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J Perinat Neonatal Nurs. 2005 Jul-Sep;19(3):273-82.

Milk volume on day 4 and income predictive of lactation adequacy at 6 weeks of mothers of nonnursing preterm infants.

Author information

1
College of Nursing, University of Illinois at Chicago, USA. phill@uic.edu

Abstract

Lactating mothers of preterm infants who are pump-dependent are at high risk for difficulty maintaining an adequate milk supply. This article reports the naturally occurring volume of milk removed from the breast by mechanical expression over time for 81 mothers of nonnursing preterm infants from 4 tertiary care centers in the Midwest. Baseline variables (infant gestation in weeks; intended length in weeks to breastfeed; number of hours post-delivery to first breast stimulation; infant weight in grams; timing of decision to provide mother's milk; income; maternal education, kangaroo care during week 1; previous breastfeeding experience; white, non-Hispanic) and day 4 variables (milk volume, frequency of pumping) were explored for predicting milk adequacy at week 6. Using the significant predictive variables of milk levels at day 4 and income, the logistic regression accurately classified 85% of the 40 mothers with inadequate milk production (<500 mL/d) and 85.5% of the 41 mothers with adequate milk production (> or = 500 mL/d). While controlling for income, the 27 mothers with lowest milk production at 4 days were 9.5 times more likely to have an inadequate milk supply at 6 weeks than the 54 mothers with higher milk production. While controlling for day 4 milk production, lower annual income mothers (< dollar 50,000) were 5 times more at risk of inadequate milk production than those with high income (> or = dollar 50,000) at week 6. This study emphasizes the importance of the amount of milk volume expressed in the early postpartum period during lactogenesis. In addition, neonatal nurses need to be cognizant that income levels may make a difference in milk production.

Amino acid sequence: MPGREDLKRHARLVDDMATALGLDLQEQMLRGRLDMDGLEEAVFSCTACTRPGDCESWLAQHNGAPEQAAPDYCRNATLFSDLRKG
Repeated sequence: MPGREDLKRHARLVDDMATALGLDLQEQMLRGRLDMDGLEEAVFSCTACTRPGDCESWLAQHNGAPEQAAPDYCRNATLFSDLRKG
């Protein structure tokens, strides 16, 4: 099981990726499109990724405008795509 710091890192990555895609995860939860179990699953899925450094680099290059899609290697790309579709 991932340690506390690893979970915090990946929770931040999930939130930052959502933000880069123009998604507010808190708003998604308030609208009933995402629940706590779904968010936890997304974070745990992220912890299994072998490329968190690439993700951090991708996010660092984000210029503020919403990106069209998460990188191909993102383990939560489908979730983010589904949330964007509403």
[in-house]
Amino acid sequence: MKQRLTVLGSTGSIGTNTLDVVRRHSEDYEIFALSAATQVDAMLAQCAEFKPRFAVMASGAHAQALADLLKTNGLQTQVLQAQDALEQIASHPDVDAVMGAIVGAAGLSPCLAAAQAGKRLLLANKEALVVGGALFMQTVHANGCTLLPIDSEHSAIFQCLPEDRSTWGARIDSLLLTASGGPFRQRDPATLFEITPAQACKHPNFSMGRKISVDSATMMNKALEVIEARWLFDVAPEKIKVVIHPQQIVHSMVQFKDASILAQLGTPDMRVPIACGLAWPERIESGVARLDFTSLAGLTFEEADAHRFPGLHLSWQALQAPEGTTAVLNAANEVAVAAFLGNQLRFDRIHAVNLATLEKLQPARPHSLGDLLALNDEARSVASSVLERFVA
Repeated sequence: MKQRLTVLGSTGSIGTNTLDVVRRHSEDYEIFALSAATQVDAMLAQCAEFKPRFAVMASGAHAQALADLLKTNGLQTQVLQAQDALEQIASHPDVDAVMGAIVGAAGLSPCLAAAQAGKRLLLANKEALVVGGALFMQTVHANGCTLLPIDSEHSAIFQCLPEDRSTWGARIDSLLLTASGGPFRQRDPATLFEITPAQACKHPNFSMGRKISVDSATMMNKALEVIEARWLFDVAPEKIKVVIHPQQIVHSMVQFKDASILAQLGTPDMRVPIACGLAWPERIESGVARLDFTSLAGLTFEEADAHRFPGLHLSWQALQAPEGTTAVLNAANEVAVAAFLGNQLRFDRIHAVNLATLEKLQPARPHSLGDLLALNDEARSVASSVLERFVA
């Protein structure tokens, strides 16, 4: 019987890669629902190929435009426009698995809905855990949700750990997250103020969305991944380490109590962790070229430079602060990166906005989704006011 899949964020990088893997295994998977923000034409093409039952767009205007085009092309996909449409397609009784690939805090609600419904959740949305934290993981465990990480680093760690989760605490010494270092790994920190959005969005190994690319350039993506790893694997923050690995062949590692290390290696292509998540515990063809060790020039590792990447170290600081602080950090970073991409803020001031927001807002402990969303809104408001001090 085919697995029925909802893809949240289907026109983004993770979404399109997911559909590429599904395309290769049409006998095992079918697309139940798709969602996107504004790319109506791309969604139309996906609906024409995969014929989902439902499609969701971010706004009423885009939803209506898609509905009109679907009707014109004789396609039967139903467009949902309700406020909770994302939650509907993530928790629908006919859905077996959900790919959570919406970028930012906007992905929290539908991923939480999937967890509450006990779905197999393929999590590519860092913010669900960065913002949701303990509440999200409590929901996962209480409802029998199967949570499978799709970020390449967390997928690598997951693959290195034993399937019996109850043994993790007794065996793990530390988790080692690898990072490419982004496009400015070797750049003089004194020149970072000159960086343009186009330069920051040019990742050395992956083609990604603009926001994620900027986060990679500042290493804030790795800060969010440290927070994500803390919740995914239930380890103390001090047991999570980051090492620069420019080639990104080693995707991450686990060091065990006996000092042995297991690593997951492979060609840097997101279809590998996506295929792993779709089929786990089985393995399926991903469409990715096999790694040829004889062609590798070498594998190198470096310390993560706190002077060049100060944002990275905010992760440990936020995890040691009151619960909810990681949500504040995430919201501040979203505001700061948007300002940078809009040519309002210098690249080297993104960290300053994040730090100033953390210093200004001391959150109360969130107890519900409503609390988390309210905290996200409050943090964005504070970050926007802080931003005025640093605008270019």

PMID:
16106236
[Indexed for MEDLINE]

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